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"[ATs] You are standing less then two meters from the target, Sir."

Now...I just know they didn't say 'sir' smile.gif

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</span><table border="0" align="center" width="95%" cellpadding="3" cellspacing="1"><tr><td>Quote (Longinius @ Mar. 13 2002,07:40)</td></tr><tr><td id="QUOTE">"[ATs] You are standing less then two meters from the target, Sir."

Now...I just know they didn't say 'sir' smile.gif<span id='postcolor'>

Well, it is a translation. We don't have the 'Sir' word in the Swedish military - you address somebody by his rank or by his rank + last name.

I can add that I had to bribe the bastards with two cases of beer so that they would not spread the story around. smile.gif

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</span><table border="0" align="center" width="95%" cellpadding="3" cellspacing="1"><tr><td>Quote (denoir @ Mar. 13 2002,10:57)</td></tr><tr><td id="QUOTE">Well, it is a translation. We don't have the 'Sir' word in the Swedish military- you address somebody by his rank or by his rank + last name.<span id='postcolor'>

I doubt they addressed you formally in that situation. I bet they used something like: 'bloody idiot' or something analogous to that in swedish. Privates don't have much respect for sergeants, you know.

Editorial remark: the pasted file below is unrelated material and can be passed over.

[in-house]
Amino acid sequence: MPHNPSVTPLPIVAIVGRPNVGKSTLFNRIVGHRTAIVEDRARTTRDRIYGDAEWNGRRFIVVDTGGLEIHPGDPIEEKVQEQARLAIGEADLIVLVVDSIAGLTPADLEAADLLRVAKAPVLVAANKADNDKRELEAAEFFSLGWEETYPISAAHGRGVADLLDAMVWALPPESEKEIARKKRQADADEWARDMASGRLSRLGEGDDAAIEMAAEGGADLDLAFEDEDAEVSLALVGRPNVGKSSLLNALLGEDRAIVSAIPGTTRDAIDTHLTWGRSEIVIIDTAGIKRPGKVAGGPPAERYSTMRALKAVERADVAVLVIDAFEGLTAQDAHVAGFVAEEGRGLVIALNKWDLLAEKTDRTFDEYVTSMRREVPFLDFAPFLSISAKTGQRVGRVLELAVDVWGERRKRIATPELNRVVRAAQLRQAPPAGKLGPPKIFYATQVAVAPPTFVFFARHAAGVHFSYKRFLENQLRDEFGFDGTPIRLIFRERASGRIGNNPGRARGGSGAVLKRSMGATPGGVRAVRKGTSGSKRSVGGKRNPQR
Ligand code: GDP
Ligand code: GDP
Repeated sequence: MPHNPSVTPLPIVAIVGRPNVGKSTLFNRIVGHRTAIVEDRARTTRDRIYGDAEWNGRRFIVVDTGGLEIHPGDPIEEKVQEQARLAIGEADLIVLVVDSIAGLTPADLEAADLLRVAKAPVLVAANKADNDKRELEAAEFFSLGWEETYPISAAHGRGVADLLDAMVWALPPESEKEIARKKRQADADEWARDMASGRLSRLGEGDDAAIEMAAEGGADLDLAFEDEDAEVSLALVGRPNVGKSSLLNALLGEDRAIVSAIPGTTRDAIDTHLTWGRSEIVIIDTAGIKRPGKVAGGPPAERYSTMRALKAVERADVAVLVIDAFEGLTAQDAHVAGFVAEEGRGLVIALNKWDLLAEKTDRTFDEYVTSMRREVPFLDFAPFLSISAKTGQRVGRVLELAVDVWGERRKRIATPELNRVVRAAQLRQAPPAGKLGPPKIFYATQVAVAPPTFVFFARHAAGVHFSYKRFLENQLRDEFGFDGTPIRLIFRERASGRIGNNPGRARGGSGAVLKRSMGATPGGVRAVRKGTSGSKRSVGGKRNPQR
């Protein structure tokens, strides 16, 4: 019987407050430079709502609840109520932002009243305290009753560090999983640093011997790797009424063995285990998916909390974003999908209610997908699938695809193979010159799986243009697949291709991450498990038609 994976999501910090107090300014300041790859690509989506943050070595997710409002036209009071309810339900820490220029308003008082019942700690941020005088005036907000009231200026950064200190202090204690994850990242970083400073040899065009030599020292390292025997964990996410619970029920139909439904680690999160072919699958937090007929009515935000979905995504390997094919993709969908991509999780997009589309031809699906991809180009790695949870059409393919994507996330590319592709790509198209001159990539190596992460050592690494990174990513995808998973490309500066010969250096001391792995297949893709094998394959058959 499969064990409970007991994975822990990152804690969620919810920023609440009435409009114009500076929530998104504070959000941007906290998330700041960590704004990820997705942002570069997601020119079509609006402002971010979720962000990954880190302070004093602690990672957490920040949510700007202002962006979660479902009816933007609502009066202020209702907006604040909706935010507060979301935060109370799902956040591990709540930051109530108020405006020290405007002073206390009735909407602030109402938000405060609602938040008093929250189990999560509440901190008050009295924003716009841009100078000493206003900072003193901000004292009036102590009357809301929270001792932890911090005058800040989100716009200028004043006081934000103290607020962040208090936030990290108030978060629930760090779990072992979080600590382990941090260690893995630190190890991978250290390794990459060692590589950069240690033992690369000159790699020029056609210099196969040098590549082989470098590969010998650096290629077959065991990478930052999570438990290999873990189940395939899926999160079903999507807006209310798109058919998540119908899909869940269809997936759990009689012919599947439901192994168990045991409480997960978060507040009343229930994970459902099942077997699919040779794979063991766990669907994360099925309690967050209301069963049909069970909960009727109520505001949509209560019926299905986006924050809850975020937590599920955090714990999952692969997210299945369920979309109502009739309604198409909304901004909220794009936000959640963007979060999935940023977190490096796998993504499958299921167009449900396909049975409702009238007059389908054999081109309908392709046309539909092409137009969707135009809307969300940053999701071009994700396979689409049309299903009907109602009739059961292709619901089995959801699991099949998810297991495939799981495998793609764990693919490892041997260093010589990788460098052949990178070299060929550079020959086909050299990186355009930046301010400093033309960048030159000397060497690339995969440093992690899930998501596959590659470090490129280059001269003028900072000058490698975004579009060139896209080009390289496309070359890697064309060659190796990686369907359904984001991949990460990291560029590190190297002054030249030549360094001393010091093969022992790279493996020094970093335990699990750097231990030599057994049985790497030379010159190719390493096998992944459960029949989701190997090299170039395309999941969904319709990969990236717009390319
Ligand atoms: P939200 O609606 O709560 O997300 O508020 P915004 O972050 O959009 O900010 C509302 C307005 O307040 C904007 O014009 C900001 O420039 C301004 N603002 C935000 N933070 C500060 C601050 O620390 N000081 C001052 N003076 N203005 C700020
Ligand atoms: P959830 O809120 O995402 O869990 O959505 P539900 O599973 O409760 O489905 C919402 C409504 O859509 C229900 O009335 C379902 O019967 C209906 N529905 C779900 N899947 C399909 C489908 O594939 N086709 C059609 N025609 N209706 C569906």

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Well, that was kind of the point. I addressed them formally, and they replied just as formally. (Which is actually a breach of protocol - you don't use ranks or names over radio in the field).

As for privates not respecting sergeants - these were kustjägare (costal rangers) and when in doubt, they will salute a lamppost.

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Yeah, they really were sadistic to us KJ on occasion.

We had occuring excersises where they would wake us up like three in the morning and put us in a chopper. Then they would dump us in the waters off the island and tell us "swim home to base without getting your weapon wet". Some liked it. I did not  wink.gif

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Basic training

When we had our basic training we sneaked a lot through the woods around the base where I was stationed first. The woods were military area but some civilians were allowed to drive through them, too. For example some farmers.

The jogger

One day we had training in arresting people and while the others trained fifty meters behind me between the trees, I lay guard behind the first tree line directly aside a road. Suddenly a guy appeared on the road hundred meters away. He advanced slowly jogging, while I lay there covered under my camouflage with my G3 in my hands. I thought that was a test, so I yelled „Parole!“ when he was directly in front of me. He stopped a bit confused, because he saw no shit, especially not where my voice came from. So he ignored my second request for the parole and chose to walk away. I still thinking that some dumbass was testing me, engaged him from behind my cover after watching if that guy had some backup. He had none. So I jumped up, broke through the bushes directly behind him. „Get to the ground!!!“ „Hey, stop that, I`m only a jogger!“ Then he realised the assault rifle in my hands and the camo makeup in my face and decided it would obviously be better to follow my orders. But he kept complaining, only softer smile.gif